The World Monuments Fund’s 2024 Projects Will Preserve Cultural Heritage Sites in Ukraine and Turkey

The nonprofit will also plans to fund projects responding to climate change.

The World Monuments Fund has launched its 2024 projects, including rebuilding historic churches from devastating earthquakes in Turkey. Photo courtesy of World Monuments Fund.

The World Monuments Fund (WMF), an independent nonprofit dedicated to preserving cultural heritage, has announced the lineup for its 2024 projects. This year’s efforts include responses to last year’s devastating earthquakes in Turkey and repairing damage in Ukraine amid Russia’s ongoing war.

Along with the new projects responding to global crises, the WMF announced the creation of a new Climate Heritage Initiative with $15 million earmarked to fund projects dedicated to responding to climate change alone. These efforts include restoring historic water capture systems in India, increasing access to reliable water in the Kathmandu Valley of Nepal and rehabilitating traditional dams and retention ponds in the Andes of Peru.

“Multiple nominations to the 2022 World Monuments Watch highlighted the worsening impact of climate, from increased coastal flooding and storm surge that decimated heritage sites to the failure of millennia-old water infrastructure due to changing rainfall patterns,” WMF’s president and CEO Bénédicte de Montlaur said in a statement to Artnet News.

De Montlaur called climate change one of the principal threats to cultural heritage, highlighting “the need to integrate cultural heritage and cultural rights in climate action and responses.”

The World Monuments Fund has launched projects to protect water in India. Photo courtesy of World Monuments Fund.

De Montlaur noted that the $15 million in funds—an increase from last year’s total budget of $10 million for all projects—will be invested over the next five years and represents about 25 percent of the nonprofit’s annual project budget, the largest of any single programmatic area. “We intend to raise additional funds in the coming years to further enhance our response to the urgent challenge climate change represents,” she said.

Buse Ceren Gül, an architect based in Antakya working on WMF’s recovery efforts there, said in an email to Artnet News that “nothing remains” in the city of Antakya, where a 7.7-magnitude earthquake struck and killed nearly 60,000 people in Turkey and Syria.

The WMF has identified two buildings in Antakya, historically known as Antioch, to provide with aid: the Antioch Greek Orthodox Church (also known as St. Paul’s Church) and the Antioch Synagogue. WMF’s work at Antakya earthquake heritage sites has been made possible, in part, by the U.S. Ambassadors Fund for Cultural Preservation and the U.S. Mission to Turkey.

In Ukraine, which was invaded by Russia nearly two years ago, the WMF said it will restore the glass dome of a landmark called the Teacher’s House, which was used as the first parliament building of the Ukrainian Republic in 1917 as the country fought the Ukrainian War of Independence. Ultimately, most of the fledgling Ukrainian Republic was absorbed back by the Soviet Union until its dissolution 1991.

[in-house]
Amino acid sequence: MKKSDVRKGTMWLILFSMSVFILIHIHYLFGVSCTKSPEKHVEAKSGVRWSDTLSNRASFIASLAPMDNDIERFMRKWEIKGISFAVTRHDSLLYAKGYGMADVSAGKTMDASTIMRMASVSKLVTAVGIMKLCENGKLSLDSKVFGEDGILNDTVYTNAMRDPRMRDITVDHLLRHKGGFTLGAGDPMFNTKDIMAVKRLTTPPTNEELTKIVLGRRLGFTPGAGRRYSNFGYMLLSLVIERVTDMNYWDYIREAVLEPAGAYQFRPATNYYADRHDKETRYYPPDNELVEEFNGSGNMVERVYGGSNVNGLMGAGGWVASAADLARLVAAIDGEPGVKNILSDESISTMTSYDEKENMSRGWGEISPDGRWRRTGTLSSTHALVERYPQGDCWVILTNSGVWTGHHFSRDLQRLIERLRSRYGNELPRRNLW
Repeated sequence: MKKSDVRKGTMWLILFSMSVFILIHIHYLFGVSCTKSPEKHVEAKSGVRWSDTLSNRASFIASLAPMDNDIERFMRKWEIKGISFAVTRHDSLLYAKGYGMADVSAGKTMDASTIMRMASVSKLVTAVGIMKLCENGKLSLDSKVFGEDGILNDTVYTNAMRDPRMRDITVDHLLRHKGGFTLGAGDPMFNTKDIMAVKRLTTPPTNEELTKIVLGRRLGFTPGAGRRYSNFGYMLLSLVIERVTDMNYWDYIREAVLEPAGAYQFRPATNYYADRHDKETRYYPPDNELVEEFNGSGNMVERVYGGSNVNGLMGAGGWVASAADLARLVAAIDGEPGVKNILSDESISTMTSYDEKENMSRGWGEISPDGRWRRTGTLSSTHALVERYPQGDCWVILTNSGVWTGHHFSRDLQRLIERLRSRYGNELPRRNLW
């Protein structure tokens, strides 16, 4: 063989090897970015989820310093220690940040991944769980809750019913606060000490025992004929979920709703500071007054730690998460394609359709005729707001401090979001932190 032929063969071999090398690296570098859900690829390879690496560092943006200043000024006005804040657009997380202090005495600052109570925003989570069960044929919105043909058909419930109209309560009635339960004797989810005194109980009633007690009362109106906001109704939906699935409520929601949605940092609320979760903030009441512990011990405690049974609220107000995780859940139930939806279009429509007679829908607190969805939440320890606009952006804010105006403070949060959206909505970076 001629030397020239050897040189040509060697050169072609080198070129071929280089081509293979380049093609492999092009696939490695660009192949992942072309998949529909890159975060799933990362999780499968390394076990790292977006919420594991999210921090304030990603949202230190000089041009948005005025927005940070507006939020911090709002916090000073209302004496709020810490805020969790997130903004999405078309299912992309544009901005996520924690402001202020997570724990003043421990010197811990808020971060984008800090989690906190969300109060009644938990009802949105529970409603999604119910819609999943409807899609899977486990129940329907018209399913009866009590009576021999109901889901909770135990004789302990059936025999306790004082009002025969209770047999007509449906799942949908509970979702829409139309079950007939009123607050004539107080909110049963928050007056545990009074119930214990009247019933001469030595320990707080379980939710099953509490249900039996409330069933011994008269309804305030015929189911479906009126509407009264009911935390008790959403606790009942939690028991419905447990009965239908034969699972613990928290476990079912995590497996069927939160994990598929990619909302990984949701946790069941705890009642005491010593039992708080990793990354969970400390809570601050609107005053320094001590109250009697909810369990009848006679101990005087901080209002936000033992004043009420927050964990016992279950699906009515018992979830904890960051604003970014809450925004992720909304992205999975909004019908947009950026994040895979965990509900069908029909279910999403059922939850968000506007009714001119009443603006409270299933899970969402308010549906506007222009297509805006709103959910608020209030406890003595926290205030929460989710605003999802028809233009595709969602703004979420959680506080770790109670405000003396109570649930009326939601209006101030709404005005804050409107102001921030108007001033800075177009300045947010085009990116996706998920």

Russian forces targeting a nearby intersection in October 2022, which sent a shockwave that knocked down the glass dome. The WMF and its partners have already installed a protective covering to protect from water damage and will now replace the glass, aided again by the U.S. Ambassadors Fund for Cultural Preservation and the U.S. Embassy in Kyiv.

Kateryna Goncharova, WMF’s Ukrainian heritage crisis specialist, said in an emailed statement that the site has “become an important landmark in the capital, symbolizing the conception of the modern Ukrainian statehood.” “With notable structures such as its elegant frieze and large glass dome, the historic building has become an iconic element of the Kyiv skyline and a major national symbol,” she said.

The WMF also announced aid to Bears Ears National Monument, a possibly controversial political move in the United States. The land was designated a national monument, along with Grand Staircase-Escalante National Monument, by President Barack Obama to the chagrin of conservatives who argued against it because of the economic benefits of land use for mining, drilling, and grazing. President Donald Trump later significantly reduced the size of the monument, leading to continuing legal challenges.

“The area comprising Bears National Monument has long been the sacred land of several Tribes in the area,” the nonprofit said in its news release. “WMF is supporting efforts led by Indigenous communities and public lands managers to improve site management and enhance the visitor experience with lessons about respectful visitation and the significance of this rich living landscape.”

But a spokesperson for the WMF highlighted the marquee project of the year as one based at the Potager du Roi garden at the Palace of Versailles in France. The nonprofit has commissioned a landscape analysis of historic garden management in the face of climate change and “will create a global hub to establish and disseminate best practices for climate adaptation at historic gardens, with models developed at the center applied and tested at partnering gardens around the world.”


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